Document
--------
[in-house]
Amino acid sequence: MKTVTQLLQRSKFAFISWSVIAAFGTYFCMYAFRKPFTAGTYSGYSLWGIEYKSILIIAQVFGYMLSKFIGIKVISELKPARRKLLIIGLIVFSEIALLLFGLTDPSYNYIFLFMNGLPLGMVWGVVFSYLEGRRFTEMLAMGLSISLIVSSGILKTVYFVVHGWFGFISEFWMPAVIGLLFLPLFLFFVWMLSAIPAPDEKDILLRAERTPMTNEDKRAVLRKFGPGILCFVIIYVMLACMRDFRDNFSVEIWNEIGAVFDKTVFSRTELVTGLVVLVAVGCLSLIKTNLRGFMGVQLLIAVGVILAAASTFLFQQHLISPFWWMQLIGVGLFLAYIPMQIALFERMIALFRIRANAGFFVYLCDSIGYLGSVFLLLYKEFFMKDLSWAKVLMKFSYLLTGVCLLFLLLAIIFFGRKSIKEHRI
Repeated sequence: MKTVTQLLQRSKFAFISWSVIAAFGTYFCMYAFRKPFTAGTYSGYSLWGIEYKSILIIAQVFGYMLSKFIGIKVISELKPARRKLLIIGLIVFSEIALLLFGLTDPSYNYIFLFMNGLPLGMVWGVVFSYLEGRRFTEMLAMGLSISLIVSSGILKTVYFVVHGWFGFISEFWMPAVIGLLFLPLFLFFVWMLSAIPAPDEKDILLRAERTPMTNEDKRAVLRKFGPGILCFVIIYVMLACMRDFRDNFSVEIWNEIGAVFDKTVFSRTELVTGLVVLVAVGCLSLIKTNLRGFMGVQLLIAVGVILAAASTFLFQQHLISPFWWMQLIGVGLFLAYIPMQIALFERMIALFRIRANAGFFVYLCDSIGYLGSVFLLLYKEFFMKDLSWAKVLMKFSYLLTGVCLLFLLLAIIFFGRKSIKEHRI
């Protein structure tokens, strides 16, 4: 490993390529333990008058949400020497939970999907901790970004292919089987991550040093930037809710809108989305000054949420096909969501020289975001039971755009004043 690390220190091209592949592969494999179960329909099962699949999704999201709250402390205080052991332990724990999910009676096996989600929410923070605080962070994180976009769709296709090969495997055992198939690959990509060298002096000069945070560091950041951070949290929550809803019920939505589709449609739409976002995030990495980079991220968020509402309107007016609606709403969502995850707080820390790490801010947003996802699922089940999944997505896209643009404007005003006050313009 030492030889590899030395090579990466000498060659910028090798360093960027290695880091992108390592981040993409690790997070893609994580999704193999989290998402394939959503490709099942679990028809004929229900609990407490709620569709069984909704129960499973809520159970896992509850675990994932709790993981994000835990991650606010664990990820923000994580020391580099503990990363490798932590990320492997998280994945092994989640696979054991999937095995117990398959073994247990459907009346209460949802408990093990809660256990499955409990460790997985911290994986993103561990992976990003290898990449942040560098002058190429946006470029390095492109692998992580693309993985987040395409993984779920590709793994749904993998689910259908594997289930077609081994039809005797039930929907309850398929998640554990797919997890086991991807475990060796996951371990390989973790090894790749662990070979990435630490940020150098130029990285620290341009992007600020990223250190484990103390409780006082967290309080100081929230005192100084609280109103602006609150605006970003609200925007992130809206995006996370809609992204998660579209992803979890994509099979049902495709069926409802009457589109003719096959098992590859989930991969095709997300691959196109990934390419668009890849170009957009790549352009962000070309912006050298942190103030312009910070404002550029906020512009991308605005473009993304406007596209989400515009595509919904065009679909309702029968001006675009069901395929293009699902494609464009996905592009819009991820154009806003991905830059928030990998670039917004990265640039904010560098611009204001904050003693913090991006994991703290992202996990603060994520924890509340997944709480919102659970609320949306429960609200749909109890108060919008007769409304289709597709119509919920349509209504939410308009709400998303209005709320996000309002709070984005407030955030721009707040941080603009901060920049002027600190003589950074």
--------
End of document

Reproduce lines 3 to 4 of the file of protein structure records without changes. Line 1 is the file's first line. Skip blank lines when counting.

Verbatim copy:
Repeated sequence: MKTVTQLLQRSKFAFISWSVIAAFGTYFCMYAFRKPFTAGTYSGYSLWGIEYKSILIIAQVFGYMLSKFIGIKVISELKPARRKLLIIGLIVFSEIALLLFGLTDPSYNYIFLFMNGLPLGMVWGVVFSYLEGRRFTEMLAMGLSISLIVSSGILKTVYFVVHGWFGFISEFWMPAVIGLLFLPLFLFFVWMLSAIPAPDEKDILLRAERTPMTNEDKRAVLRKFGPGILCFVIIYVMLACMRDFRDNFSVEIWNEIGAVFDKTVFSRTELVTGLVVLVAVGCLSLIKTNLRGFMGVQLLIAVGVILAAASTFLFQQHLISPFWWMQLIGVGLFLAYIPMQIALFERMIALFRIRANAGFFVYLCDSIGYLGSVFLLLYKEFFMKDLSWAKVLMKFSYLLTGVCLLFLLLAIIFFGRKSIKEHRI
């Protein structure tokens, strides 16, 4: 490993390529333990008058949400020497939970999907901790970004292919089987991550040093930037809710809108989305000054949420096909969501020289975001039971755009004043 690390220190091209592949592969494999179960329909099962699949999704999201709250402390205080052991332990724990999910009676096996989600929410923070605080962070994180976009769709296709090969495997055992198939690959990509060298002096000069945070560091950041951070949290929550809803019920939505589709449609739409976002995030990495980079991220968020509402309107007016609606709403969502995850707080820390790490801010947003996802699922089940999944997505896209643009404007005003006050313009 030492030889590899030395090579990466000498060659910028090798360093960027290695880091992108390592981040993409690790997070893609994580999704193999989290998402394939959503490709099942679990028809004929229900609990407490709620569709069984909704129960499973809520159970896992509850675990994932709790993981994000835990991650606010664990990820923000994580020391580099503990990363490798932590990320492997998280994945092994989640696979054991999937095995117990398959073994247990459907009346209460949802408990093990809660256990499955409990460790997985911290994986993103561990992976990003290898990449942040560098002058190429946006470029390095492109692998992580693309993985987040395409993984779920590709793994749904993998689910259908594997289930077609081994039809005797039930929907309850398929998640554990797919997890086991991807475990060796996951371990390989973790090894790749662990070979990435630490940020150098130029990285620290341009992007600020990223250190484990103390409780006082967290309080100081929230005192100084609280109103602006609150605006970003609200925007992130809206995006996370809609992204998660579209992803979890994509099979049902495709069926409802009457589109003719096959098992590859989930991969095709997300691959196109990934390419668009890849170009957009790549352009962000070309912006050298942190103030312009910070404002550029906020512009991308605005473009993304406007596209989400515009595509919904065009679909309702029968001006675009069901395929293009699902494609464009996905592009819009991820154009806003991905830059928030990998670039917004990265640039904010560098611009204001904050003693913090991006994991703290992202996990603060994520924890509340997944709480919102659970609320949306429960609200749909109890108060919008007769409304289709597709119509919920349509209504939410308009709400998303209005709320996000309002709070984005407030955030721009707040941080603009901060920049002027600190003589950074």